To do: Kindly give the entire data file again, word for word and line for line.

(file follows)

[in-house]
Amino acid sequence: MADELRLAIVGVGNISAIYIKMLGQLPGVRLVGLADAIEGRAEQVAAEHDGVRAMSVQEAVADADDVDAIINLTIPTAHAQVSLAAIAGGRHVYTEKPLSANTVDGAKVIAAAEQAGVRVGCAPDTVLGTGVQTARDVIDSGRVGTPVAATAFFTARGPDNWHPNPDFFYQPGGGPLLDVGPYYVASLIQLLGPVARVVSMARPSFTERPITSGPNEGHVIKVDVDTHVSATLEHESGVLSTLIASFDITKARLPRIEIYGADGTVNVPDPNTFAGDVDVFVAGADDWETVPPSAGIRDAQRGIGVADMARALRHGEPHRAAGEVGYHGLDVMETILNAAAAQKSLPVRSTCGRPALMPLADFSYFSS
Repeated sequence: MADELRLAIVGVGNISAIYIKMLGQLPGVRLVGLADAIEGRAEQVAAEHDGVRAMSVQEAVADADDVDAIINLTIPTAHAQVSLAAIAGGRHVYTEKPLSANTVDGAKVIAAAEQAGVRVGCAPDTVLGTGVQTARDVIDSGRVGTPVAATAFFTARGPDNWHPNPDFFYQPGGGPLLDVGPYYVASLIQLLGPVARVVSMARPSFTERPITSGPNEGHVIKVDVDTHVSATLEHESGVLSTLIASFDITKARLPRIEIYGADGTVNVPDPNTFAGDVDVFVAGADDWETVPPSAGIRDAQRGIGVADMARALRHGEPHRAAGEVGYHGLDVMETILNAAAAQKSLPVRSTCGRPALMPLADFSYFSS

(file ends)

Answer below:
[in-house]
Amino acid sequence: MADELRLAIVGVGNISAIYIKMLGQLPGVRLVGLADAIEGRAEQVAAEHDGVRAMSVQEAVADADDVDAIINLTIPTAHAQVSLAAIAGGRHVYTEKPLSANTVDGAKVIAAAEQAGVRVGCAPDTVLGTGVQTARDVIDSGRVGTPVAATAFFTARGPDNWHPNPDFFYQPGGGPLLDVGPYYVASLIQLLGPVARVVSMARPSFTERPITSGPNEGHVIKVDVDTHVSATLEHESGVLSTLIASFDITKARLPRIEIYGADGTVNVPDPNTFAGDVDVFVAGADDWETVPPSAGIRDAQRGIGVADMARALRHGEPHRAAGEVGYHGLDVMETILNAAAAQKSLPVRSTCGRPALMPLADFSYFSS
Repeated sequence: MADELRLAIVGVGNISAIYIKMLGQLPGVRLVGLADAIEGRAEQVAAEHDGVRAMSVQEAVADADDVDAIINLTIPTAHAQVSLAAIAGGRHVYTEKPLSANTVDGAKVIAAAEQAGVRVGCAPDTVLGTGVQTARDVIDSGRVGTPVAATAFFTARGPDNWHPNPDFFYQPGGGPLLDVGPYYVASLIQLLGPVARVVSMARPSFTERPITSGPNEGHVIKVDVDTHVSATLEHESGVLSTLIASFDITKARLPRIEIYGADGTVNVPDPNTFAGDVDVFVAGADDWETVPPSAGIRDAQRGIGVADMARALRHGEPHRAAGEVGYHGLDVMETILNAAAAQKSLPVRSTCGRPALMPLADFSYFSS